or Connect
TheCatSite.com › Forums › Our Feline Companions › Cat Care & Grooming › I Need Help Brushing My Cats Teeth
New Posts  All Forums:Forum Nav:

I Need Help Brushing My Cats Teeth

post #1 of 5
Thread Starter 
Hi, I have to start brushing my cats teeth but i can't even get him to sit still for 1 minute. I have a finger brust and some special toothpaste but I don't even know how to pull back his mouth to reveal his gums and he keeps squirming. He is 1.25 years old and has yellow teeth and i've got to start brushing but he won't let me what should i do??????????? Is there special food i could give him that would clean his teeth??????
post #2 of 5
There is several 'dental' treats out on the market but I am unaware of their effectiveness. There's also a food made by Science diet called T/D that is designed to help control tartar build up. You can get that at your veterinarian.

As far as getting him used to brushing his teeth you have to take it slow and have a lot of patience because this is a new experience for him and he's probably wondering what the hell you're trying to do to him.

I found this article at healthypet.com. I hope it will be of some use to you.

Try to clean your pet's teeth and gums once a day, if possible, and preferably after he eats. The most important area to focus on is the gum line, where bacteria and food mix to form plaque. To customize a fearful Fido or timid Tabby to the idea of dental care, start slowly and gradually. Dip a finger into beef bouillon (for Fido) or tuna water (for Tabby), and gently rub along the gums and teeth. Focusing on the gum line, start at the front of the mouth, then move to the back upper and lower teeth and gum areas. Once your pet is okay with a little bit of touching, gradually introduce gauze over your finger, and rub the teeth and gums in a circular fashion.

When your four-legged friend can handle that, try it with a toothbrush specially designed for pets, or a very soft, ultra-sensitive toothbrush designed for people. Gradually add special dog/cat toothpaste (flavored with meat or fish), but never use people toothpaste or baking soda, as both will upset your pet's stomach. The entire process should only take a minute or two. If Fido or Tabby continue to resist, try gently wrapping them in a large bath towel with only the head out. Above all, avoid overstraining and keep sessions short and positive. With plenty of praise and reassurance, your dental sessions can bring the two of you closer---a closeness that won't be marred by the perils of dog breath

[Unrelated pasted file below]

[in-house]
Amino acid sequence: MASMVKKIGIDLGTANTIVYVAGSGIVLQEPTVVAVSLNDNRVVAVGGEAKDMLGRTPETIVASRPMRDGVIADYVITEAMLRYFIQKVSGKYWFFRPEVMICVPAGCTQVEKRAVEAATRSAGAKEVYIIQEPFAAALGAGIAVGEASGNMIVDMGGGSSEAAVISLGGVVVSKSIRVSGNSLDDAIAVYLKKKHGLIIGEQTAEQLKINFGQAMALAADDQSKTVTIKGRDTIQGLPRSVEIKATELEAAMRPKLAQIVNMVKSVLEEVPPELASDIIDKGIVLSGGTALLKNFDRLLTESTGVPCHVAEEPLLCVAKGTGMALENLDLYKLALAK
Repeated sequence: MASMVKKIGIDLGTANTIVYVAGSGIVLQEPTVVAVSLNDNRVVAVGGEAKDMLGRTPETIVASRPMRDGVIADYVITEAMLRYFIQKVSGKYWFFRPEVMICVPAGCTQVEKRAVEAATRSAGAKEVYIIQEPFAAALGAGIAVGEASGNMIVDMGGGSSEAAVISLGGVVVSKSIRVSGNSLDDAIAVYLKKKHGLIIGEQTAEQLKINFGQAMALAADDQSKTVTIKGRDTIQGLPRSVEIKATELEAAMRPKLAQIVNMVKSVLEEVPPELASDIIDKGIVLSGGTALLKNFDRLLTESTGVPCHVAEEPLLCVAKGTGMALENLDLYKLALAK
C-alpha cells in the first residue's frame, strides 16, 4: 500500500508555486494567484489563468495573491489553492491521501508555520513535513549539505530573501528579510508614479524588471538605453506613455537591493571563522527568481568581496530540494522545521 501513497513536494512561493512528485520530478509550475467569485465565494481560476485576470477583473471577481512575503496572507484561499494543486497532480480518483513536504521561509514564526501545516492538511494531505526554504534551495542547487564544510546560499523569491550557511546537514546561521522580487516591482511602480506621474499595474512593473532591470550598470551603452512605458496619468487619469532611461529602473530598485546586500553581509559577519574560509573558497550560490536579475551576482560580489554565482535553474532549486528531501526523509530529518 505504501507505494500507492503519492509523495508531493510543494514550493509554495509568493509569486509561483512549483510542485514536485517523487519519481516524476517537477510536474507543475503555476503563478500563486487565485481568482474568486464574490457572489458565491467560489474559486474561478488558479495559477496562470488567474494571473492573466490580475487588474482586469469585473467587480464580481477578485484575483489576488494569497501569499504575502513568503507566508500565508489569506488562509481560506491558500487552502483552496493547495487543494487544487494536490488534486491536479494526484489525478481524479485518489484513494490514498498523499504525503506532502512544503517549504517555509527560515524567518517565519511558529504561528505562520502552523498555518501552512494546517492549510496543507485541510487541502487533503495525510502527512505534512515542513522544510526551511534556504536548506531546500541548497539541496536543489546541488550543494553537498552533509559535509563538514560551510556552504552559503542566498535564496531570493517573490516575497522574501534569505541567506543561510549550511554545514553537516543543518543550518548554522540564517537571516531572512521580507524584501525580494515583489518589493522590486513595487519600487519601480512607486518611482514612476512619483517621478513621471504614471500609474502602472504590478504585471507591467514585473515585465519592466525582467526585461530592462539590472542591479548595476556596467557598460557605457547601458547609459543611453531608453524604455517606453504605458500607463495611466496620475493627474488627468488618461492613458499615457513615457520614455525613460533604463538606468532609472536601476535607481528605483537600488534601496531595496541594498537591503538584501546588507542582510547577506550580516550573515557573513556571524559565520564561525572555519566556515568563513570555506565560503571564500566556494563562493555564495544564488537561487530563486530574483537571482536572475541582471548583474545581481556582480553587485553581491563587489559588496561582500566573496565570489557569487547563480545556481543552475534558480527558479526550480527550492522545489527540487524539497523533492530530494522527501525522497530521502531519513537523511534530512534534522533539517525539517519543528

post #3 of 5
I have had a small experience with dental food. I was concerned about my cat's teeth as well, and simultaneously, my vet at the time had told me that Mina also needed to lose a little weight. So, I decided to play with her a little more (for the weight problem), and give her some dental kibbles in her regular food as well. This totally backfired. She gained weight instead of losing it, and her teeth didn't respond all that great (I don't want to say that this is how it is; this is just what happened with my cat). I took her back to the vet, who told me that Dental foods are high in fat, so this approach had been wrong for me, since we were trying to lose weight. Her weight problem was of more importance at the time than her teeth.

well, that's all. The article above is great - I will take that suggestion as well. Hope it helped a little!
post #4 of 5
The dry food is better for the teeth. It helps to scrape away the tarter (sp?) Too much wet food and it will cling to the teeth.
post #5 of 5
I have two very different cats and I brush both of their teeth.

Isabel is the model cat, she lets me lay her on her back and I brush her teeth with no fuss at all.

Sarah is another story altogether. She is a very hyper cat that doesn't stay still or pay attention to anything for long at all. She is at the point of letting me brush her teeth if I do it fast enough now. What I did with her is first I made the toothbrush like a special toy. I wiggled it in front of her mouth and encouraged her to bite it. When she would bite the brush I would twist the brush so it got her used to the bristled moving in her mouth. That took a couple weeks. Now, she is very interested in tooth brushing but it needs to be fairly quick. She meows while I put the paste on her brush. Then I scoop her up, hold her almost like bagpipes... her body under my elbos, I tilt her head up and pull her lips back with one finger and brush quickly. Her attention span is slowly increasing.

So, those are my techniques.
New Posts  All Forums:Forum Nav:
  Return Home
  Back to Forum: Cat Care & Grooming
TheCatSite.com › Forums › Our Feline Companions › Cat Care & Grooming › I Need Help Brushing My Cats Teeth